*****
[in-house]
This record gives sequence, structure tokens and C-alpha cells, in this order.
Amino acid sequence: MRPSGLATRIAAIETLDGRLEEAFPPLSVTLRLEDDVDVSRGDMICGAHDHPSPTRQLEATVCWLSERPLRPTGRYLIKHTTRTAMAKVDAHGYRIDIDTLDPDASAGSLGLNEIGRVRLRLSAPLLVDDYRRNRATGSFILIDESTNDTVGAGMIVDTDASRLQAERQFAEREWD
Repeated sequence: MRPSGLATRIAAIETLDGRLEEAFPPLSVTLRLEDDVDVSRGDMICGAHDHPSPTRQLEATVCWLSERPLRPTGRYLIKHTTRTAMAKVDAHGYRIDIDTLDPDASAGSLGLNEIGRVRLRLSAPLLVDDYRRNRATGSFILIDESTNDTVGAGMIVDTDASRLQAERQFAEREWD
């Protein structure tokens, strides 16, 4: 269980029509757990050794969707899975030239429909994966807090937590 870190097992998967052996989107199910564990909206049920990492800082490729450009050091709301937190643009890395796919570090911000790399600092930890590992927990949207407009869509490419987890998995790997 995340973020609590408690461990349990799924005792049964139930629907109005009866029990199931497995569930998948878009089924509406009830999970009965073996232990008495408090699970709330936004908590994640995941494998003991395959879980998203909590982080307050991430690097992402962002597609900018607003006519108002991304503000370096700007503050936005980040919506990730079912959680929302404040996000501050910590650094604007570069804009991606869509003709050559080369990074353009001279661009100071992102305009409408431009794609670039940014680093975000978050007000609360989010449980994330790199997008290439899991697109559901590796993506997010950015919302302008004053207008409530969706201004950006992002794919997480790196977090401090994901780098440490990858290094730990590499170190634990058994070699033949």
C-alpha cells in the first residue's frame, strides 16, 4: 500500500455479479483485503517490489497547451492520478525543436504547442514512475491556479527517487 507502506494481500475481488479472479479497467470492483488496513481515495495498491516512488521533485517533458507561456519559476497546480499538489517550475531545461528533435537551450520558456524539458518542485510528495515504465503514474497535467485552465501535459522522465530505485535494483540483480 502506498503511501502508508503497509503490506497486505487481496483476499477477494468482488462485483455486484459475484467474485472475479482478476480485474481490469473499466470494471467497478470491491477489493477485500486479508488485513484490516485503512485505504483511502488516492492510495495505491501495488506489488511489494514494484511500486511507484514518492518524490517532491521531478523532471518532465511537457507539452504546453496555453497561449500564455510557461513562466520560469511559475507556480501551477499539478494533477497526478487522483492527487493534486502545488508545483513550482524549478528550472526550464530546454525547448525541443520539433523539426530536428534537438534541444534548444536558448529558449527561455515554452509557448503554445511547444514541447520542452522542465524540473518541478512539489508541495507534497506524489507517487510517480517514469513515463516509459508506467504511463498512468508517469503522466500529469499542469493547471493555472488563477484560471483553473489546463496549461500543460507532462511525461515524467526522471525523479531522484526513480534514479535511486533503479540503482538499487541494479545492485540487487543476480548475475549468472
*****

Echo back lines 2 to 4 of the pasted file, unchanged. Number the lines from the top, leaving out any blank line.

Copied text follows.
This record gives sequence, structure tokens and C-alpha cells, in this order.
Amino acid sequence: MRPSGLATRIAAIETLDGRLEEAFPPLSVTLRLEDDVDVSRGDMICGAHDHPSPTRQLEATVCWLSERPLRPTGRYLIKHTTRTAMAKVDAHGYRIDIDTLDPDASAGSLGLNEIGRVRLRLSAPLLVDDYRRNRATGSFILIDESTNDTVGAGMIVDTDASRLQAERQFAEREWD
Repeated sequence: MRPSGLATRIAAIETLDGRLEEAFPPLSVTLRLEDDVDVSRGDMICGAHDHPSPTRQLEATVCWLSERPLRPTGRYLIKHTTRTAMAKVDAHGYRIDIDTLDPDASAGSLGLNEIGRVRLRLSAPLLVDDYRRNRATGSFILIDESTNDTVGAGMIVDTDASRLQAERQFAEREWD